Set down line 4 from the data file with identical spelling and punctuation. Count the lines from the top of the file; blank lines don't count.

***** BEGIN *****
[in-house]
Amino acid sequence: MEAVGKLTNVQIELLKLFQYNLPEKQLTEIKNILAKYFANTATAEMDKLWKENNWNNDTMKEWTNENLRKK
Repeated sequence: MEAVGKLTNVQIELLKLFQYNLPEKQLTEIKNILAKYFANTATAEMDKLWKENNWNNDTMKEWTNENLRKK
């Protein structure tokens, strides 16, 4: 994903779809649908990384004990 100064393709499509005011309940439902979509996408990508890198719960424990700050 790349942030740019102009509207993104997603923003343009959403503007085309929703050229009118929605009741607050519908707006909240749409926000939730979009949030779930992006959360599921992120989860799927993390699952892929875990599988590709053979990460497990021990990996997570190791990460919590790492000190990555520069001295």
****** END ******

């Protein structure tokens, strides 16, 4: 994903779809649908990384004990 100064393709499509005011309940439902979509996408990508890198719960424990700050 790349942030740019102009509207993104997603923003343009959403503007085309929703050229009118929605009741607050519908707006909240749409926000939730979009949030779930992006959360599921992120989860799927993390699952892929875990599988590709053979990460497990021990990996997570190791990460919590790492000190990555520069001295």